The NT boys’ basketball team is shooting for gold in the upcoming North American Indigenous Games (NAIG) in Halifax, Nova Scotia, but for some, this will be their last shot at the competition.
“For most of us, it’s our last year,” says Ty Lafferty, representing Behchokǫ̀ at this year’s games.
Lafferty, Justin Stewart, Lydell Macnab and Sean Grandjambe have been friends for years. They plan on leaning into their brotherhood to bring home the gold.
“I feel like our strength in our bond is going to be able to help us out on the court and be able to put trust within each other,” says Macnab.
The boys say they’re ready for the challenge. Even if the competition is twice their height, they’re really looking forward to making memories and learning new skills along the way.
“At the end of the day, win or lose, I think the friendships that we’re going to make and getting closer (to each other) is going to be the bigger picture at the end of the trip,” says Captain Stewart.
Currently, the boys are in Calgary at a training camp with Team Alberta to prepare them for the big day.
The boys say they’re filling up on eggs, chicken, and rice to help offset the competition.
Due to COVID, this is the first event since 2017. It runs from July 16-23.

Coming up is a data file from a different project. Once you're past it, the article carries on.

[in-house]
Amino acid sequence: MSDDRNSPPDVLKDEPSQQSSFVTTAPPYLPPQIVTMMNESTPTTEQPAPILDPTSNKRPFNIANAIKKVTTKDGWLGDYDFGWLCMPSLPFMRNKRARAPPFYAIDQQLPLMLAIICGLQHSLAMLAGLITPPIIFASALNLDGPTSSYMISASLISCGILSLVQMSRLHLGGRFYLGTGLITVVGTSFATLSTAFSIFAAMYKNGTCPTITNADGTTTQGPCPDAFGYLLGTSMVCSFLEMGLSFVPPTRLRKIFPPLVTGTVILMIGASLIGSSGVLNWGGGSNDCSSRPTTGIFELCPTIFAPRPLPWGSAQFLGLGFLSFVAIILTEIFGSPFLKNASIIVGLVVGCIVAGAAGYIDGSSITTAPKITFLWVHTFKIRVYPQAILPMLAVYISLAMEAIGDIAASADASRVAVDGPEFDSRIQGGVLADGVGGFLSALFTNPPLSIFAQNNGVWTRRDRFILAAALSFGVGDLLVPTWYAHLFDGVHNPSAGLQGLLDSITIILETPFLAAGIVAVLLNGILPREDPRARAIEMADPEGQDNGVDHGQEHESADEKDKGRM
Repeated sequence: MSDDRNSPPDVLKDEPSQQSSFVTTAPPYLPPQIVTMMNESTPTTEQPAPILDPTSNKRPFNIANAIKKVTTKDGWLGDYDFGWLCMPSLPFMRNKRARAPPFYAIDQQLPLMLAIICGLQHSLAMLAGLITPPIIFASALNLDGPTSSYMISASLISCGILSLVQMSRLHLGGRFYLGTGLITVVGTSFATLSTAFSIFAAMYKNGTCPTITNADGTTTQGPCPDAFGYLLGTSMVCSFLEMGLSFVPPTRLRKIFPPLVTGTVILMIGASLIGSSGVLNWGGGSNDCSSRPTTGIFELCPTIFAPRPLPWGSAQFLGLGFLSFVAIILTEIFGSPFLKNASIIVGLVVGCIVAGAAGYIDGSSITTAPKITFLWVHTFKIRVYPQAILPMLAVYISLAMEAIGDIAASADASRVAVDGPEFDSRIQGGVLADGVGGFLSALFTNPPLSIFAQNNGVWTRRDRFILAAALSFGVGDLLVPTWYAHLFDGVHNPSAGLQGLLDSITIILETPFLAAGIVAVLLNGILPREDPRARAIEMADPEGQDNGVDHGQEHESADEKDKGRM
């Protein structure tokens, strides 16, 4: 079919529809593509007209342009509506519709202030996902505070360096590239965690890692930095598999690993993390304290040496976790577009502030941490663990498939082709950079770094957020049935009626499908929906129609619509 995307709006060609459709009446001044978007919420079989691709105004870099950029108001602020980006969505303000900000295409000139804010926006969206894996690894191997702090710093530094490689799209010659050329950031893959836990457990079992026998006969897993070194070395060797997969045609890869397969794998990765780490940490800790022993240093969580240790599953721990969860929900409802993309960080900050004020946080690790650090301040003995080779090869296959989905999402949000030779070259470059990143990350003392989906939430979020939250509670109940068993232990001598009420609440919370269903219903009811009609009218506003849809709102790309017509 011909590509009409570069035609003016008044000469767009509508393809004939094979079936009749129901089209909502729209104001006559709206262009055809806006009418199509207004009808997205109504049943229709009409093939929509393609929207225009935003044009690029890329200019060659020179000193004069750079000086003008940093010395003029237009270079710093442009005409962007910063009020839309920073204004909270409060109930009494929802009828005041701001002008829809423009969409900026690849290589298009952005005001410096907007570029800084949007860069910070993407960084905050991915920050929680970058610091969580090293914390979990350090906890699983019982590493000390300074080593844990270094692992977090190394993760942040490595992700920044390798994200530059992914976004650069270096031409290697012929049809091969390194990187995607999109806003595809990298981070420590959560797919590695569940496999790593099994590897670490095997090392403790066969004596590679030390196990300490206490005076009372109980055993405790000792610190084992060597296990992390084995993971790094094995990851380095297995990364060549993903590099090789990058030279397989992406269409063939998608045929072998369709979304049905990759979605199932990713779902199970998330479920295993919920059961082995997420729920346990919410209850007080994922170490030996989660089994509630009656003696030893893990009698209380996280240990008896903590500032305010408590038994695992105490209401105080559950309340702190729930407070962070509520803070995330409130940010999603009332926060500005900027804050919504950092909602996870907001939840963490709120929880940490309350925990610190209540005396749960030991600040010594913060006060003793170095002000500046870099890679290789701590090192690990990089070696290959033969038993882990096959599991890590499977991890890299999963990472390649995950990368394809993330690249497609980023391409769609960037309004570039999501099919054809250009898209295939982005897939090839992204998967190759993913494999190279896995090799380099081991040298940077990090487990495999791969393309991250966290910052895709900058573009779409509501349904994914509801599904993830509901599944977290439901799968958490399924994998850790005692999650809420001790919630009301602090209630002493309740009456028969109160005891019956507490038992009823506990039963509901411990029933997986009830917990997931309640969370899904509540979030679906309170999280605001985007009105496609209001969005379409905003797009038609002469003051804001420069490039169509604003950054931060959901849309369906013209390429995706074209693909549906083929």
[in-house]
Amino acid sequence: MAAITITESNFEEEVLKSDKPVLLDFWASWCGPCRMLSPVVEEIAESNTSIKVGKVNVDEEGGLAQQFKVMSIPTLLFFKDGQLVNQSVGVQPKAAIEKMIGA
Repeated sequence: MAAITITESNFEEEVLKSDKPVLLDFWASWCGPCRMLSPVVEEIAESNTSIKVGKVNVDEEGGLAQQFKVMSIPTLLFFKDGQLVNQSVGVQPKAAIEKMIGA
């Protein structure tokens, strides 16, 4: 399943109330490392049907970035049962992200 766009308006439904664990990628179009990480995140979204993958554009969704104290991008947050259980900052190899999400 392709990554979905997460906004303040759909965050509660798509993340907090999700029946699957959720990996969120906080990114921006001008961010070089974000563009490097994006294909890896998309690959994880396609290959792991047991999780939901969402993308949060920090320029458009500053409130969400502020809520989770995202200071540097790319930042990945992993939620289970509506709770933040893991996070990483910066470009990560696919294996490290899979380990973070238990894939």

As the competition nears, over 200 athletes across the N.W.T. are gearing up for the most anticipated event of the summer.
Athletes take off on June 15.
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Lafferty has been playing sports since the age of four and says it has contributed positively to his mental health, friendships, schooling, and overall outlook on life, but not every youth gets the same opportunities to participate.
“I look at sports as a distraction from life,” says Lafferty, “When a kid is playing a sport, they’re not thinking about life, they’re not thinking about what’s going on at home.”
If it wasn’t for the hospitality and allowances of smaller communities giving children access to the space and equipment to practice, Lafferty says he wouldn’t be in the position he is today.
In Yellowknife, he says, it’s a totally different experience for athletes.
“A lot of it you have to pay for,” he says, “And so it does suck if you’re not on one of those teams because there’s no free gym.”
Since graduating high school, Lafferty has been working at Range Lake School in Yellowknife, “I know a lot of kids that don’t get that opportunity but could thrive from that opportunity. It’s really sad to see.”
After NAIG, some of the boys wish to give back to their community, become coaches, and help develop future Northern athletes.